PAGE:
Based on straightforward Lorentzian electrodynamic analysis of the plasma, the charge trapping mechanism identifies the pertinent independent variables, which include the electric field strength (E), electrode separation distance (d), type of gas, pressure (p), and RF electric field frequency (ν0). A relation among these variables is given by Equation (1) as follows:
for the case of a parallel-plate geometry. A planar-strip geometry will have a similar but more complicated relation due to the arched field lines, but the same qualitative functional dependencies would be expected to prevail. The electric field E in Equation (1) may be approximated by the electrode potential (V), with E=V/d. Provided the operating parameters are in accordance with Equation (1), the OAUGD plasma will function at one atmosphere and produce a stable, steady-state glow discharge. A plasma thickness of one or two millimeters at power densities well below one watt per cubic centimeter is typical for experiments related to the present invention.
Equation (1) does not represent a finely tuned phenomenon and the parameters can vary over a useful range while maintaining the existence and uniformity of the plasma. If any of the parameters deviate significantly from Equation (1), however, either the OAUGD plasma will cease to function, or its uniformity will degrade into a filamentary discharge.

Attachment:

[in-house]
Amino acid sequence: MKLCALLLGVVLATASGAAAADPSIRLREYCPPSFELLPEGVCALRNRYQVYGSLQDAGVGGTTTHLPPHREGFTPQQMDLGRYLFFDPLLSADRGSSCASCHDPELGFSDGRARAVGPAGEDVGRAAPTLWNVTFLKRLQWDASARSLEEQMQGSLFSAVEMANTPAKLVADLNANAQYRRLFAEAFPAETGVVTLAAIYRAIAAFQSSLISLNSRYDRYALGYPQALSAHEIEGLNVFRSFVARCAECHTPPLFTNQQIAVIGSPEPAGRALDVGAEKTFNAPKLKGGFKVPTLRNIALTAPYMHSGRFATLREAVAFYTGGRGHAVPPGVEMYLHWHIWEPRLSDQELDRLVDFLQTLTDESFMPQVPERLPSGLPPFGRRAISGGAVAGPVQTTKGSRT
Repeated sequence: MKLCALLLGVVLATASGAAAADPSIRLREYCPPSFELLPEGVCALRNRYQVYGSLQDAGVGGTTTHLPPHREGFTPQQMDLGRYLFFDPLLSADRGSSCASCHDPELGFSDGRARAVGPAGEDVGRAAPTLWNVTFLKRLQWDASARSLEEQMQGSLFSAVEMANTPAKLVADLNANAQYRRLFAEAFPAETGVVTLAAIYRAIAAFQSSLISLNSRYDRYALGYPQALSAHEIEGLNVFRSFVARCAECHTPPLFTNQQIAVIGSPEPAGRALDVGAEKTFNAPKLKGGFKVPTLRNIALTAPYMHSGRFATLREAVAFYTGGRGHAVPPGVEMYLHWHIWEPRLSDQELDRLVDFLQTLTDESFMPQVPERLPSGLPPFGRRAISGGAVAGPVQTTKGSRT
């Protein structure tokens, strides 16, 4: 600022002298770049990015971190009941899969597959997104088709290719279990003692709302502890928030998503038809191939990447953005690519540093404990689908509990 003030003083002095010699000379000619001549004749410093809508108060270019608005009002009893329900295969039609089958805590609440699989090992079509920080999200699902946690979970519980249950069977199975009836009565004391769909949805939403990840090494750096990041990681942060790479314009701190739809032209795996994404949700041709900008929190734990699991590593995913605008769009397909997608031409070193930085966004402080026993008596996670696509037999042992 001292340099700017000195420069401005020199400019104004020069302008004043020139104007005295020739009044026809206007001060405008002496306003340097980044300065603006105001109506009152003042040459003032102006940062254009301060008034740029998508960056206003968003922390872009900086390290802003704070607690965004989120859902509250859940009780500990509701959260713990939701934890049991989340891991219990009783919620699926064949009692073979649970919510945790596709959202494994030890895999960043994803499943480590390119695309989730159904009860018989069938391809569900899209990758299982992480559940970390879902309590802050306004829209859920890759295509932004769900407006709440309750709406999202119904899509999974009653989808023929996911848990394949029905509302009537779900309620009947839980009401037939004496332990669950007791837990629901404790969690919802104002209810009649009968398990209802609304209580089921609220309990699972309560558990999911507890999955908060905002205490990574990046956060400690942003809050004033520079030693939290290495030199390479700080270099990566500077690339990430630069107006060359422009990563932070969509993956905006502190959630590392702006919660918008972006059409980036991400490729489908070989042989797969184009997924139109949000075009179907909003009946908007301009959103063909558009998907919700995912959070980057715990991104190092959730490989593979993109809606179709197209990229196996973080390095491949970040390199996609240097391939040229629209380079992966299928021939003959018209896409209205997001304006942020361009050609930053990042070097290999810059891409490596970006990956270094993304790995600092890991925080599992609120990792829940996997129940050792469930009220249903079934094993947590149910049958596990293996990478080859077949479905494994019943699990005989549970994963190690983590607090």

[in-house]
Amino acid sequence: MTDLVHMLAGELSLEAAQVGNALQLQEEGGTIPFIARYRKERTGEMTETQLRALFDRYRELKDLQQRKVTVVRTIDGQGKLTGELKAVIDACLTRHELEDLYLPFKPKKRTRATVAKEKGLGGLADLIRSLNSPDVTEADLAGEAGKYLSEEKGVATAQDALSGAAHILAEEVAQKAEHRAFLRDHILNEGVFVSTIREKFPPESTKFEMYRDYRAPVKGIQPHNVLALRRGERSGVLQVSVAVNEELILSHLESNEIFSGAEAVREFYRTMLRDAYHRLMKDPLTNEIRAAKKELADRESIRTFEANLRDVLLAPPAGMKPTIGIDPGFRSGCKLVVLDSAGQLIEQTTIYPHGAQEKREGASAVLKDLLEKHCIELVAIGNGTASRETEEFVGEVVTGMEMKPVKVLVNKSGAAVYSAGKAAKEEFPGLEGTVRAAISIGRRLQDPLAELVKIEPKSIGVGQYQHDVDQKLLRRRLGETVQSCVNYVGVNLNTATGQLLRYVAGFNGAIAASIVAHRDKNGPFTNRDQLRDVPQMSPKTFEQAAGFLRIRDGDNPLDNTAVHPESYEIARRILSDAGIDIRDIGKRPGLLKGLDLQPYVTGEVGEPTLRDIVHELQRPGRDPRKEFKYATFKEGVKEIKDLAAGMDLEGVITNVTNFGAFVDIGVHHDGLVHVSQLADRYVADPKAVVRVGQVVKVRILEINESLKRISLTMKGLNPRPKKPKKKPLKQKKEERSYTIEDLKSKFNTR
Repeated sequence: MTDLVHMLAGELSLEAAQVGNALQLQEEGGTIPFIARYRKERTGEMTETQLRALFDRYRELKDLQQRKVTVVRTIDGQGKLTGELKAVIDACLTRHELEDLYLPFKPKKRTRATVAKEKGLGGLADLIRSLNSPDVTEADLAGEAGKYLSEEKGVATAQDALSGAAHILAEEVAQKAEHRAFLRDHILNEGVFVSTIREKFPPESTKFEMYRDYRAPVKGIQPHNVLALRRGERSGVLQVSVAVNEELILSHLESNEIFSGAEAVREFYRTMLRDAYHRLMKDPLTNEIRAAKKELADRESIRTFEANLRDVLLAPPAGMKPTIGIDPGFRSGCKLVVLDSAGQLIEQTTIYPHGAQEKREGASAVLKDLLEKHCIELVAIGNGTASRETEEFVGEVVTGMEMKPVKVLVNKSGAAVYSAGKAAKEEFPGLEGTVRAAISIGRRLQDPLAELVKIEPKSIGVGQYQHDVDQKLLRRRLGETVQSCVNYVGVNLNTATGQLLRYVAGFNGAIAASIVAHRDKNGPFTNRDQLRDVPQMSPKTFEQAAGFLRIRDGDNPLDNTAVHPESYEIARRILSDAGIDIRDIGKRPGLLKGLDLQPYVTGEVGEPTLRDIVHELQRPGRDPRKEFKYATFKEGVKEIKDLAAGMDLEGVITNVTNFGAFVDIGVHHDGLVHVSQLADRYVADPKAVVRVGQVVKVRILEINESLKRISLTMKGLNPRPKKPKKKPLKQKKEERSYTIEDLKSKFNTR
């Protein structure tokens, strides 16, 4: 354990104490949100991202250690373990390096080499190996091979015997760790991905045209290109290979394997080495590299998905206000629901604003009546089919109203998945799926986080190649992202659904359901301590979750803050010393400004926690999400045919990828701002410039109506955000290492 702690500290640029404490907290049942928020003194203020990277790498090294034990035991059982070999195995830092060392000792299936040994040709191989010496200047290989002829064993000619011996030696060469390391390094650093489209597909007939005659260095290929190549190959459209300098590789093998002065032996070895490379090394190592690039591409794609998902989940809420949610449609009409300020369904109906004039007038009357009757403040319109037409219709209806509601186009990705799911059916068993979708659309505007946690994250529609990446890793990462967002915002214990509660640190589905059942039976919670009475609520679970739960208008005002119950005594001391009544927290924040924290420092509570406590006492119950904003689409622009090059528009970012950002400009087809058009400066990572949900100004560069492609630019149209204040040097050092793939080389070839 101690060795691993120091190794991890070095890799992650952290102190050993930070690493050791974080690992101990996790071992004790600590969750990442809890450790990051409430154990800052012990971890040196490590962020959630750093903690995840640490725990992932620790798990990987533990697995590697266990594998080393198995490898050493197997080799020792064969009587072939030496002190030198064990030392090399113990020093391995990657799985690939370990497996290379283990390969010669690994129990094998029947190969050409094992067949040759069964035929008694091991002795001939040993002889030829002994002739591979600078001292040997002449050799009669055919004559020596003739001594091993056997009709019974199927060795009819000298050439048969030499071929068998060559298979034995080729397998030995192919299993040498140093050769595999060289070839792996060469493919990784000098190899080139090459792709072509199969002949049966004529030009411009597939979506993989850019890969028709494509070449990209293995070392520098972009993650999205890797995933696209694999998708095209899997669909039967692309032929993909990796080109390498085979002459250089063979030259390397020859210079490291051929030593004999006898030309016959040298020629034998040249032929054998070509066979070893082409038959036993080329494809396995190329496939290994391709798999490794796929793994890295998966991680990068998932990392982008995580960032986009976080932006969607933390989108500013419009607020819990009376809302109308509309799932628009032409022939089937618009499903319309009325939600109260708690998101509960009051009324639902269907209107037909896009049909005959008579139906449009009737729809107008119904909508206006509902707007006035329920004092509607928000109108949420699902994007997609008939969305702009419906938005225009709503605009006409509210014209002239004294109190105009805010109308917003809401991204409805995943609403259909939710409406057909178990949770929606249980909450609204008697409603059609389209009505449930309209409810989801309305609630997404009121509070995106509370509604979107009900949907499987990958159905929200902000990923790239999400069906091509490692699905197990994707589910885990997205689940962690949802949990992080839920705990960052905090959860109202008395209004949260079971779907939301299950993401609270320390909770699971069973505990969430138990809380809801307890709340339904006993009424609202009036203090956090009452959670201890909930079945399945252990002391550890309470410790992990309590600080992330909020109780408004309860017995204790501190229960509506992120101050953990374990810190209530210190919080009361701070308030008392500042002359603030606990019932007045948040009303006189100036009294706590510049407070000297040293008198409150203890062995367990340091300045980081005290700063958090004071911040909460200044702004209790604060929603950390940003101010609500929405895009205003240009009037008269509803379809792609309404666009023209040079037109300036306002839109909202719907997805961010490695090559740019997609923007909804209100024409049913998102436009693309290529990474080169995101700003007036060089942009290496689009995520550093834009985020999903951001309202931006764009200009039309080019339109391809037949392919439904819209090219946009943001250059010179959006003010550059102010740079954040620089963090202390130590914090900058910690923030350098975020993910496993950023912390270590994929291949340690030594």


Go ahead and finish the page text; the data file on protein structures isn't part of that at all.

The magnitudes of the parameters in Equation (1) for bench-top demonstration of the OAUGD plasma are easily attainable. For instance, a frequency of several kilohertz, an rms voltage of several kilovolts, and a planar strip separation distance of 5 or 10 mm are adequate to initiate the plasma at atmospheric pressure. The OAUGD plasma is not hard-starting, and does not require external initiation with a Tesla coil or spark gap. While the dissipative (or plasma) current in the OAUGD plasma is small (about 0.030 amp rms in these experiments), without special impedance matching, the reactive, non-dissipative current can be large (approximately 0.4 amp rms) and the power source should be sized accordingly.